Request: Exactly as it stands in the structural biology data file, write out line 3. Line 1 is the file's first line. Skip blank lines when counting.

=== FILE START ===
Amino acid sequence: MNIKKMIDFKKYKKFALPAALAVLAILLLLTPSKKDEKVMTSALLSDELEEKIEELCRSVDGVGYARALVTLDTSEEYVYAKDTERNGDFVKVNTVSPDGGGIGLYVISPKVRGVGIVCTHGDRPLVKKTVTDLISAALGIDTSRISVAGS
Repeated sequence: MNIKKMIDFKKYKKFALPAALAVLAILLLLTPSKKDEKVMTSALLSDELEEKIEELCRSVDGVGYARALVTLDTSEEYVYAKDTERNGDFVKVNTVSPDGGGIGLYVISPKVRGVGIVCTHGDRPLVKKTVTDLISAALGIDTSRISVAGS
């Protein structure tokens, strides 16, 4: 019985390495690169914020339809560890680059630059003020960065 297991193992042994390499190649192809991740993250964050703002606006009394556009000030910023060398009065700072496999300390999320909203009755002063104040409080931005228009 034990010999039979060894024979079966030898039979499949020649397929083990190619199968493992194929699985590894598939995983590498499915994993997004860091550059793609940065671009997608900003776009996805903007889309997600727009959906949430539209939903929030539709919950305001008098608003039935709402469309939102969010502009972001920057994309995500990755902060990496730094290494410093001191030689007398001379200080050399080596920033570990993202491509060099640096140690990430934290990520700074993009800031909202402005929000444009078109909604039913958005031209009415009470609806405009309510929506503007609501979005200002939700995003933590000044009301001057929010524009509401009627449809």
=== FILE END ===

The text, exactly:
């Protein structure tokens, strides 16, 4: 019985390495690169914020339809560890680059630059003020960065 297991193992042994390499190649192809991740993250964050703002606006009394556009000030910023060398009065700072496999300390999320909203009755002063104040409080931005228009 034990010999039979060894024979079966030898039979499949020649397929083990190619199968493992194929699985590894598939995983590498499915994993997004860091550059793609940065671009997608900003776009996805903007889309997600727009959906949430539209939903929030539709919950305001008098608003039935709402469309939102969010502009972001920057994309995500990755902060990496730094290494410093001191030689007398001379200080050399080596920033570990993202491509060099640096140690990430934290990520700074993009800031909202402005929000444009078109909604039913958005031209009415009470609806405009309510929506503007609501979005200002939700995003933590000044009301001057929010524009509401009627449809």